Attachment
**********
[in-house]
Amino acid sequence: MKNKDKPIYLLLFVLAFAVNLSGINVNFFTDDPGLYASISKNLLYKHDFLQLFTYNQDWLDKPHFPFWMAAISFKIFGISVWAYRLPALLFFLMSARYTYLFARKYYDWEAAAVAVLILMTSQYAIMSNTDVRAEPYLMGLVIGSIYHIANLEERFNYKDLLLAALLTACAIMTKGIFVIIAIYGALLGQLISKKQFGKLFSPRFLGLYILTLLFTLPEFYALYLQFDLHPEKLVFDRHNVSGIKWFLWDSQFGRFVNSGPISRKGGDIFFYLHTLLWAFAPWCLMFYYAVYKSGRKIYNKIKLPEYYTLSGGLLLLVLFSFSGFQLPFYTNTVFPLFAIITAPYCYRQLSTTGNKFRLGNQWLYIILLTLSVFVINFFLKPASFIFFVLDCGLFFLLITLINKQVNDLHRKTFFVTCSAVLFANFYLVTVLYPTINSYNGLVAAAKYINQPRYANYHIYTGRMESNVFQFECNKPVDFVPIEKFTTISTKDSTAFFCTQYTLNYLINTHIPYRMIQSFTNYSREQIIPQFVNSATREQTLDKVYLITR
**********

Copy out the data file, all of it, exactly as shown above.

[in-house]
Amino acid sequence: MKNKDKPIYLLLFVLAFAVNLSGINVNFFTDDPGLYASISKNLLYKHDFLQLFTYNQDWLDKPHFPFWMAAISFKIFGISVWAYRLPALLFFLMSARYTYLFARKYYDWEAAAVAVLILMTSQYAIMSNTDVRAEPYLMGLVIGSIYHIANLEERFNYKDLLLAALLTACAIMTKGIFVIIAIYGALLGQLISKKQFGKLFSPRFLGLYILTLLFTLPEFYALYLQFDLHPEKLVFDRHNVSGIKWFLWDSQFGRFVNSGPISRKGGDIFFYLHTLLWAFAPWCLMFYYAVYKSGRKIYNKIKLPEYYTLSGGLLLLVLFSFSGFQLPFYTNTVFPLFAIITAPYCYRQLSTTGNKFRLGNQWLYIILLTLSVFVINFFLKPASFIFFVLDCGLFFLLITLINKQVNDLHRKTFFVTCSAVLFANFYLVTVLYPTINSYNGLVAAAKYINQPRYANYHIYTGRMESNVFQFECNKPVDFVPIEKFTTISTKDSTAFFCTQYTLNYLINTHIPYRMIQSFTNYSREQIIPQFVNSATREQTLDKVYLITR